It’s amazing how species develop, evolve and are able to change their behaviors. We have all learned to adapt through this pandemic; but we will be forever changed, in one way or another, for better or worse.

As June approaches this will be the end of my second month in isolation. And although I am engaged in Ben’s seven days a week, working harder than ever, I feel in some way disengaged and removed.

I am anxious to get back to my Greenvale office and resume business as usual. Of course, usual is the operative word as this too will need to be re-defined. We are working tirelessly, planning, purchasing and implementing changes to ensure the safest and cleanest environment for our dining customers and staff.

Our Boca dining room has already reopened successfully, at partial capacity. And we are excited to re-open our Manhattan store for take out only, June 1st.  Forward movement and our new normal is on the horizon.

It won’t be long until we can re-engage with our customers eating in our New York dining rooms. But I wonder, if and when, will we ever resume shaking people’s hands? Hugging each other when greeting? Or feeling safe in large gatherings? I do hope, that those days will come, but only time will tell.

See ya at the deli.


May 2020 Ruminations & Ronnifications

I am hoping:

that the better part of the Corona virus is behind us so that we can begin anew;

that most if not all of our employees will be back working sooner rather than later;

that families enjoyed the best of each other if they were lucky enough to stay at home but if they weren’t, they were able to face time with their families as we did with our grandchildren;

that those individuals who were not at home with their families –– but on the front lines –– know how appreciative we all are for their service;

that all those who have a 401k plan or other retirement plan dependent on the vagaries of the stock market see an upward movement in their account;

that all our vendors emerge from this devastating blow to our economy;

that we see many more smiles and the playful bantering that typically is part of the genuine kosher deli experience when we reopen fully;

that the pages devoted to the obituaries lessen, and the New York Times marriage section becomes greater;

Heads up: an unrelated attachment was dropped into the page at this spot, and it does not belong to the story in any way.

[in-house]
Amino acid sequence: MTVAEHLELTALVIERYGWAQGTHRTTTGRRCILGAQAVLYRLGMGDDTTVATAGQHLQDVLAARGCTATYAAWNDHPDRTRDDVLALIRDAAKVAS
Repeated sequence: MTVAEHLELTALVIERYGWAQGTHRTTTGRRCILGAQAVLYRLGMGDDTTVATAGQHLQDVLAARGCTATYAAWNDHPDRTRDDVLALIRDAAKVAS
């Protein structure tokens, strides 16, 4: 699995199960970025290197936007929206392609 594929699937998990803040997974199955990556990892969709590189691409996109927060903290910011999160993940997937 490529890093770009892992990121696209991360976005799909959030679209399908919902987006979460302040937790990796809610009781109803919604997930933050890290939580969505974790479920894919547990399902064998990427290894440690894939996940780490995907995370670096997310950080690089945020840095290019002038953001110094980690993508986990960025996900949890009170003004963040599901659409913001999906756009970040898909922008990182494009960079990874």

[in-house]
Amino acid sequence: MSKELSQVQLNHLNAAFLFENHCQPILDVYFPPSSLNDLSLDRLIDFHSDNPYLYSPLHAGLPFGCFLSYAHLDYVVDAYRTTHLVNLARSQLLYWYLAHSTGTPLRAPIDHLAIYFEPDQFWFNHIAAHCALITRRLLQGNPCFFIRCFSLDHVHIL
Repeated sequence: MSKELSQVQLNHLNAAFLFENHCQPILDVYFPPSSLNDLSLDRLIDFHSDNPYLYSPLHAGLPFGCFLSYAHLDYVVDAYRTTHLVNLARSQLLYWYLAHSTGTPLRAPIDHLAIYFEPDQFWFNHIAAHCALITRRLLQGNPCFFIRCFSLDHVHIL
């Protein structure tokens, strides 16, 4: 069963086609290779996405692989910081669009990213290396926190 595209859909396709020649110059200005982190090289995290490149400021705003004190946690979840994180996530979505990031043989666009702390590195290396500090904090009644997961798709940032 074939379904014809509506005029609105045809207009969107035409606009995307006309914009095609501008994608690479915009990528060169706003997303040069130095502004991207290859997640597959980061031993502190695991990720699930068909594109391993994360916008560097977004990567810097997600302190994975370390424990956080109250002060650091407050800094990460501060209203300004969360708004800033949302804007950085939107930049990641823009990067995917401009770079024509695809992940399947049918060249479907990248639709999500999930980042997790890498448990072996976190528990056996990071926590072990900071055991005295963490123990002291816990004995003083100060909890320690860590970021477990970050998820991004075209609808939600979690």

that everyone emerges with greater empathy for those who are incarcerated for nonviolent behavior;

And lastly, I am hoping that we never have to be a participant in another pandemic in our lifetimes, so that we don’t have to imagine a world without restaurants, without kosher delis.

Thank you to all our patrons for your past, present and future support. I am hoping.

With best regards,
Ronnie Dragoon

April 2020 Ruminations & Ronnifications

Here I am. In my home office. Answering customers questions, responding to Ben’s personnel, and issues that are specific to each Ben’s location.

I worked up until March 20th until I had no choice but to listen to my adult children who implored me to stay home because I am in my 70’s with an underlying medical condition. Anyone who knows me, knows that I have always felt leadership required me to be with the frontline workers; that was of course until  my daughter exclaimed, “you do want to see your grandchildren, don’t you?”  That was the wake-up call that landed me in my home office… and so here I remain… lonely, out of the thick of battle, and learning what retirement would mean for me — a person who no longer plays competitive sports but does like to read, think, analyze and solve problems.

My spouse is not too fond of this incarceration as well, and that was even before my failed attempt at using all the rotting bananas to make banana bread (at least I liked it and at least I tried). For my wife, her life has been upended and unaccustomed to her husband being home all morning, day, and night. But I am sure we’ll survive this and Cindy and I will celebrate our 44th wedding anniversary this April.

When I wrote a few months back (in the February Blog) that I was going to take a step back, I didn’t realize how prescient it would be. For me, my life’s work hangs in the balance. And, of course, my heart  goes out to the workers at Ben’s; to the workers at other restaurants, and grocery stores; to all the Doctors, Nurses, Police Officers, Fire Fighters, Paramedics, postal workers and other first responders who do their very best to continue to take care of the public during this very scary moment in our history, an even greater thank you and appreciation. And, of course, for all those who lost their jobs and their incomes, a deep regret.